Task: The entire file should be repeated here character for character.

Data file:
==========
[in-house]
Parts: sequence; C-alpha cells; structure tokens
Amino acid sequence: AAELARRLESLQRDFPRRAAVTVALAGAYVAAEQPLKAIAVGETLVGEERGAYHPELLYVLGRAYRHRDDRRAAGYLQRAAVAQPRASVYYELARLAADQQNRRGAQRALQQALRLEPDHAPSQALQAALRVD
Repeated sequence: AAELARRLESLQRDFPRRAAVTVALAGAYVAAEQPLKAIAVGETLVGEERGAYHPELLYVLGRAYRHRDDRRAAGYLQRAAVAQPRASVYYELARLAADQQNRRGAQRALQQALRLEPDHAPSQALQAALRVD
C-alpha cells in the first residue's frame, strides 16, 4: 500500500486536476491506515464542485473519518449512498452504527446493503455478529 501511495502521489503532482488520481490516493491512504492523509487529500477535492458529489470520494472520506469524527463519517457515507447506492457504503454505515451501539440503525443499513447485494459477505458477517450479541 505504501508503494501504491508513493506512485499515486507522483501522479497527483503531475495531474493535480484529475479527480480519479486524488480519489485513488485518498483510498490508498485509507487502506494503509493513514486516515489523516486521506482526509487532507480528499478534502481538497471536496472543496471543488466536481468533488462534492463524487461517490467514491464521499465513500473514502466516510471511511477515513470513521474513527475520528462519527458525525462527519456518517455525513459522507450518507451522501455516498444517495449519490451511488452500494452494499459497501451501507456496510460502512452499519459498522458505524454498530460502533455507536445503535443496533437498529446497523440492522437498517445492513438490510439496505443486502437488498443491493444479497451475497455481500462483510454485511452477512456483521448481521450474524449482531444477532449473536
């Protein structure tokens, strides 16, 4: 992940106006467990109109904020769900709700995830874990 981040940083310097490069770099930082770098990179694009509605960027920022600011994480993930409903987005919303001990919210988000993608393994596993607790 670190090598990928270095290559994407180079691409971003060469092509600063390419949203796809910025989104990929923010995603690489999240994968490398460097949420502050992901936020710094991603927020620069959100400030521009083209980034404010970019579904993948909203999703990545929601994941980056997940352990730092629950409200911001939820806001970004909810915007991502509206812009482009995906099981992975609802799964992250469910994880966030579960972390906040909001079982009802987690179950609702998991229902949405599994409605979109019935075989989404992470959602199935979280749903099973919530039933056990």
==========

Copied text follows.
[in-house]
Parts: sequence; C-alpha cells; structure tokens
Amino acid sequence: AAELARRLESLQRDFPRRAAVTVALAGAYVAAEQPLKAIAVGETLVGEERGAYHPELLYVLGRAYRHRDDRRAAGYLQRAAVAQPRASVYYELARLAADQQNRRGAQRALQQALRLEPDHAPSQALQAALRVD
Repeated sequence: AAELARRLESLQRDFPRRAAVTVALAGAYVAAEQPLKAIAVGETLVGEERGAYHPELLYVLGRAYRHRDDRRAAGYLQRAAVAQPRASVYYELARLAADQQNRRGAQRALQQALRLEPDHAPSQALQAALRVD
C-alpha cells in the first residue's frame, strides 16, 4: 500500500486536476491506515464542485473519518449512498452504527446493503455478529 501511495502521489503532482488520481490516493491512504492523509487529500477535492458529489470520494472520506469524527463519517457515507447506492457504503454505515451501539440503525443499513447485494459477505458477517450479541 505504501508503494501504491508513493506512485499515486507522483501522479497527483503531475495531474493535480484529475479527480480519479486524488480519489485513488485518498483510498490508498485509507487502506494503509493513514486516515489523516486521506482526509487532507480528499478534502481538497471536496472543496471543488466536481468533488462534492463524487461517490467514491464521499465513500473514502466516510471511511477515513470513521474513527475520528462519527458525525462527519456518517455525513459522507450518507451522501455516498444517495449519490451511488452500494452494499459497501451501507456496510460502512452499519459498522458505524454498530460502533455507536445503535443496533437498529446497523440492522437498517445492513438490510439496505443486502437488498443491493444479497451475497455481500462483510454485511452477512456483521448481521450474524449482531444477532449473536
């Protein structure tokens, strides 16, 4: 992940106006467990109109904020769900709700995830874990 981040940083310097490069770099930082770098990179694009509605960027920022600011994480993930409903987005919303001990919210988000993608393994596993607790 670190090598990928270095290559994407180079691409971003060469092509600063390419949203796809910025989104990929923010995603690489999240994968490398460097949420502050992901936020710094991603927020620069959100400030521009083209980034404010970019579904993948909203999703990545929601994941980056997940352990730092629950409200911001939820806001970004909810915007991502509206812009482009995906099981992975609802799964992250469910994880966030579960972390906040909001079982009802987690179950609702998991229902949405599994409605979109019935075989989404992470959602199935979280749903099973919530039933056990």